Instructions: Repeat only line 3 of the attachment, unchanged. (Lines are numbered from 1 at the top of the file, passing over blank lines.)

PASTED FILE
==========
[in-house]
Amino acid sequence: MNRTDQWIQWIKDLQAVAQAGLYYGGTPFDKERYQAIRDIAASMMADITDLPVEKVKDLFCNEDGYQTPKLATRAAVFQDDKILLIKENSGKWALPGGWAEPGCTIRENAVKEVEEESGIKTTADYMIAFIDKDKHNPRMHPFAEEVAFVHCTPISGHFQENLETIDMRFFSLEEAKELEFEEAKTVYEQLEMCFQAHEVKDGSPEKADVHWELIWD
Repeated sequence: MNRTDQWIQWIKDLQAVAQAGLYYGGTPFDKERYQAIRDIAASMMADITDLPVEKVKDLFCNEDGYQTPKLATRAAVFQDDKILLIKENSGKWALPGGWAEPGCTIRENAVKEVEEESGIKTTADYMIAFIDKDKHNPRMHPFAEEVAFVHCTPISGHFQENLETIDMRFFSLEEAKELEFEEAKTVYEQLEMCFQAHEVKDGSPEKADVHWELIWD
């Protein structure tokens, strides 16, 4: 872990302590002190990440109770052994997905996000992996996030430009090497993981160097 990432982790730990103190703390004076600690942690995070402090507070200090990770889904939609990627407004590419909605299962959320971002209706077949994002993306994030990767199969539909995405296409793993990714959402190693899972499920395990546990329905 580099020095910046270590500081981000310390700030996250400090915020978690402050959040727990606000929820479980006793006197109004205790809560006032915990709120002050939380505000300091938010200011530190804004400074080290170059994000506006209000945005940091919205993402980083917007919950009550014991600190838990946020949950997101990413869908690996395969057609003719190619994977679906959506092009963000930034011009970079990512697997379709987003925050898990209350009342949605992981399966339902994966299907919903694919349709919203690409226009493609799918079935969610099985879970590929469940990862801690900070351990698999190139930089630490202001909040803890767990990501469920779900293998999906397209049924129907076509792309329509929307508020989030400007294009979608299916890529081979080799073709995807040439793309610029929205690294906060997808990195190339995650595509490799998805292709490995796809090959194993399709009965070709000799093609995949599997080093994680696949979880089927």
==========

Repeated sequence: MNRTDQWIQWIKDLQAVAQAGLYYGGTPFDKERYQAIRDIAASMMADITDLPVEKVKDLFCNEDGYQTPKLATRAAVFQDDKILLIKENSGKWALPGGWAEPGCTIRENAVKEVEEESGIKTTADYMIAFIDKDKHNPRMHPFAEEVAFVHCTPISGHFQENLETIDMRFFSLEEAKELEFEEAKTVYEQLEMCFQAHEVKDGSPEKADVHWELIWD